Fraud, Cybersecurity and Banking in Canada
Financial institutions across Canada are positioning themselves for a changing landscape.
Since the late ‘90s in Canada, bank robberies have been on a decline; between 1998 and 2008, such incidents decreased by 38 percent, according to a report by Statistics Canada. While robberies are still a risk factor for banks and financial institutions across the country, time and technology have brought other security risks to the forefront.
Fraud, while not a new risk factor, is rapidly changing and now encompasses a wide-range of possibilities, such as internal and external fraud, card-skimming or ATM fraud, and other cyber fraud. With the explosion of online banking and continual offering of new online/mobile services, fraud remains one of the main security risks for banks.
Cybersecurity, which overlaps with fraud in many instances, is another risk that has expanded and continues to increase in complexity, encompassing outside or inside cyber attacks, ransomware, and sophisticated phishing campaigns.
Yet another recent risk is social activists, disrupting retail banking hours or threatening bank executives. Activists have made headlines for chaining themselves to banks and blocking entrances in protest of banks’ financing of the Dakota Access Pipeline, for example.
At the corporate level, financial institutions in Canada are interested in doing whatever they can to protect data centers and other sensitive areas in those buildings, say industry sources. At the retail level, financial institutions are interested in keeping their customers, staff and assets safe, while facilitating quick, efficient investigations.
To combat these changing and evolving risks, industry sources are seeing several trends in security measures at both the corporate and retail levels, including an increased sophistication of systems, such as surveillance and access control.
“The biggest trend I would say for the past decade is the growth in video surveillance,” says Richard McMullen, partner - security solutions at FCi in Ottawa, Ontario, which provides security to a number of credit unions in its area. Technology, including IP as well as better storage options, have enabled banks to retrieve and manage clearer video faster than ever, as well as ease and quicken investigations into fraud and other incidents.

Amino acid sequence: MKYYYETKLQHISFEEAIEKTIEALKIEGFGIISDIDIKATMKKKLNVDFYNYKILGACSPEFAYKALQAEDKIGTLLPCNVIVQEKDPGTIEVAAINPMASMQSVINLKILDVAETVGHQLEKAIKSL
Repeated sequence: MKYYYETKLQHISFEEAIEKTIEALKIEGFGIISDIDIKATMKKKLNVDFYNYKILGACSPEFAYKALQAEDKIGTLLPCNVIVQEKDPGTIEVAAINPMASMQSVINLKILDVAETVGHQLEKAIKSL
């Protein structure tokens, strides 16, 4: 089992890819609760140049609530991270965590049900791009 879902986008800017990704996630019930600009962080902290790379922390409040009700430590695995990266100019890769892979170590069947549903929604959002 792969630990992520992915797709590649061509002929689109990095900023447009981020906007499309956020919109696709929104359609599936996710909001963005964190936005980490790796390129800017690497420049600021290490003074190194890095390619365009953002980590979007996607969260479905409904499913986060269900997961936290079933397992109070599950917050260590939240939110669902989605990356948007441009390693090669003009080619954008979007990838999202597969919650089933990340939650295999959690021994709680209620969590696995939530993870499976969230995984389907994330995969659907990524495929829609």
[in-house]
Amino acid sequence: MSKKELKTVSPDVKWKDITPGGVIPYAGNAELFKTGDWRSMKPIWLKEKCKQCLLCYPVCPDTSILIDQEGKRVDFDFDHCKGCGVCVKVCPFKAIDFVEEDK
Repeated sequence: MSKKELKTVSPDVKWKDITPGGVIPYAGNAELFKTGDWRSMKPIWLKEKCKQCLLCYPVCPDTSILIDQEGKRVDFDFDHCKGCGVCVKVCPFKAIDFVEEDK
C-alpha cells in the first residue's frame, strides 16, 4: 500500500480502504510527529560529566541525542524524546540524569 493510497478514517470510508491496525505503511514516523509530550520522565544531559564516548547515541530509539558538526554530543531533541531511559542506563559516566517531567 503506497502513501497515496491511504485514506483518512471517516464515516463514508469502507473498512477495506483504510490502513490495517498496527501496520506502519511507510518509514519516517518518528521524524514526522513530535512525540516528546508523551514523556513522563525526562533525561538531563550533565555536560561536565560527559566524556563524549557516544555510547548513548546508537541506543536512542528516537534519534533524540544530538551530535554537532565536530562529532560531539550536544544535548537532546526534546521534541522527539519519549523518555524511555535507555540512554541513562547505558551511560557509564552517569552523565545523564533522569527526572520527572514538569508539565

At the retail level, surveillance can help with investigations and overall security of vaults or safety deposit rooms, as well as vagrancy in vestibules and ATM areas, which is a problem for many banks during the harsh Canadian winters.
On the access control side, industry sources are seeing expanded use of analytics and biometrics, as well as a shift away from PIN codes and cards.
Banks are looking at more sophisticated access control. There is definitely a move away from PIN codes since they can be shared, so we are seeing things as simple as a keyfob or another way to uniquely identify a person, notes Peter Dyk, P. Eng. and director of product management and engineering at Tyco Integrated Fire and Security in Mississauga, Ontario.
Some of the technologies being deployed for access control at Canadian banks today include fingerprint scans, iris scans and facial recognition. For example, some bank facilities have implemented in-motion facial recognition technology to save time in high-traffic areas, as well as tighten security.
Many industry sources say that multi-factor authentication is another trend that continues to develop in the banking sector. At the retail level, there is a move toward multi-layer security in places such as safety deposit box rooms. Such measures use one form of security or authentication to get into the room or area, and another to gain access to the actual box.